Current Medicinal Chemistry (v.16, #15)

In Situ Modulation of Oxidative Stress: A Novel and Efficient Strategy to Kill Cancer Cells by J. Verrax, R. Pedrosa, R. Beck, N. Dejeans, H. Taper, P. Calderon (1821-1830).
Cancer cells show an up-regulation of glycolysis, they readily take up vitamin C, and they appear more susceptible to an oxidative stress than the surrounding normal cells. Here we compare, analyse and discuss these particular hallmarks by performing experiments in murine hepatomas (TLT cells) and freshly isolated mouse hepatocytes. The results show that rates of lactate formation are higher in TLT cells as compared to mouse hepatocytes, but their ATP content represents less than 25and#x25; of that in normal cells. The uptake of vitamin C is more important in hepatoma cells as compared to normal hepatocytes. This uptake mainly occurs through GLUT1 transporters. Hepatoma cells have less than 10and#x25; of antioxidant enzyme activities as compared to normal hepatocytes. This decrease includes not only the major antioxidant enzymes, namely catalase, superoxide dismutase and glutathione peroxidase, but also the GSH content. Moreover, catalase is almost not expressed in hepatoma cells as shown by western blot analysis. We explored therefore a selective exposure of cancer cells to an oxidative stress induced by pro-oxidant mixtures containing pharmacological doses of vitamin C and a redox active compound such as menadione (vitamin K3). Indeed, the combination of vitamin C (which accumulates in hepatoma cells) and a quinone undergoing a redox cycling (vitamin K3) leads to an oxidative stress that kills cancer cells in a selective manner. This differential sensitivity between cancer cells and normal cells may have important clinical applications, as it has been observed with other pro-oxidants like Arsenic trioxide, isothiocyanates, Adaphostin.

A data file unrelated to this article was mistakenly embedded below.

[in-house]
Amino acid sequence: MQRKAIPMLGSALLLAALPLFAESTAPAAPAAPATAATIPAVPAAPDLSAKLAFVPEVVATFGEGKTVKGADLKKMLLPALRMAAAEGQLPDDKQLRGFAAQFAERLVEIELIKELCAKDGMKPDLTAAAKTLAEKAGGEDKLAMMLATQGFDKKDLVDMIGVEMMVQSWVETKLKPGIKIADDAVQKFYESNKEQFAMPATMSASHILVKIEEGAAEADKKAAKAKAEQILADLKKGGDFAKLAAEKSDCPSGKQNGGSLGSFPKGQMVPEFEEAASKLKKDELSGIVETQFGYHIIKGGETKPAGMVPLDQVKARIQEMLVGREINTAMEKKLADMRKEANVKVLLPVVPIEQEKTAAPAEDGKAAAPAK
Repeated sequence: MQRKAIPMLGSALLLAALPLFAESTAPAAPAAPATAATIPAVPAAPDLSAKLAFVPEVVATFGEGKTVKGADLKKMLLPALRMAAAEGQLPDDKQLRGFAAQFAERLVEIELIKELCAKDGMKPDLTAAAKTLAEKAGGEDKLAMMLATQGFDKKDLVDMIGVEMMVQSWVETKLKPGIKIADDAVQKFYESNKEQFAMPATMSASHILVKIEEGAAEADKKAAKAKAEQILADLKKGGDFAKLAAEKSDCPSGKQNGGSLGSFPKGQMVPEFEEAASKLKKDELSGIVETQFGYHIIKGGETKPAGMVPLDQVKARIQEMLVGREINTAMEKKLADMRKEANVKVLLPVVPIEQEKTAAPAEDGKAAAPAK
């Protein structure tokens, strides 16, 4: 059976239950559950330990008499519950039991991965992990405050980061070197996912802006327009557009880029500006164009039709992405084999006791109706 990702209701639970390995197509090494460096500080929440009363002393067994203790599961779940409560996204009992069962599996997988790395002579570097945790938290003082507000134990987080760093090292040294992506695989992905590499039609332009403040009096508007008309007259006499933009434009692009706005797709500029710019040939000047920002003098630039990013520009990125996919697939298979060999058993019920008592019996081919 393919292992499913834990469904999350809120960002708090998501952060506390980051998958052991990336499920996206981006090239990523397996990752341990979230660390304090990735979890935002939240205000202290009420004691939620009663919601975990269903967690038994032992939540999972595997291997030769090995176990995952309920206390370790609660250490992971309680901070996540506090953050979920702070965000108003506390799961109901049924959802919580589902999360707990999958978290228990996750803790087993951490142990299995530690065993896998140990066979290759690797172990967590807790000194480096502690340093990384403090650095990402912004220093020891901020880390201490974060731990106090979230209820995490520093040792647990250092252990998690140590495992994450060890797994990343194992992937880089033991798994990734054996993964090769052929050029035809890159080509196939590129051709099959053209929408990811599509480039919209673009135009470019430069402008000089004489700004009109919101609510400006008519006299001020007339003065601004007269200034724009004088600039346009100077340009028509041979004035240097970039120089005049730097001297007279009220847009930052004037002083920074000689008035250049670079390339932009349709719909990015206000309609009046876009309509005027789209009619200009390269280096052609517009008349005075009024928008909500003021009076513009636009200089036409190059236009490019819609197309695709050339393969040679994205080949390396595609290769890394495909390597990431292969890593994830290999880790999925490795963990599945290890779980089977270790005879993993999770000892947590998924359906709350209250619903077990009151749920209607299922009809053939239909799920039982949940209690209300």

CDC25A and B Dual-Specificity Phosphatase Inhibitors: Potential Agents for Cancer Therapy by Antonio Lavecchia, Carmen Di Giovanni, Ettore Novellino (1831-1849).
Members of the cell division cycle 25 (Cdc25) family of proteins are highly conserved dual specificity phosphatases, which play a fundamental role in transitions between cell cycle phases during normal cell division through the activation of CdK/cyclin complexes. Furthermore, they are important targets of checkpoints in cellular pathways in the response to DNA damage. Over the past few years, more information about the basic enzymology of the Cdc25 phosphatases has emerged, with the identification of three Cdc25 phosphatase isoforms (A, B, and C) in mammalians. In particular, the Cdc25 A and B phosphatases have oncogenic properties and are overexpressed singly in some types of cancers and together in others. Therefore, it is not surprising that the Cdc25s are interesting targets for the development of new anticancer therapeutic strategies. In this review, we examine the most important classes of reversible inhibitors that show specificity for the Cdc25 A and B phosphatases (both singly and together) and the recent advances in the design of new potent Cdc25 A and B inhibitors. Using computational methodologies, we also consider their plausible mechanisms of action.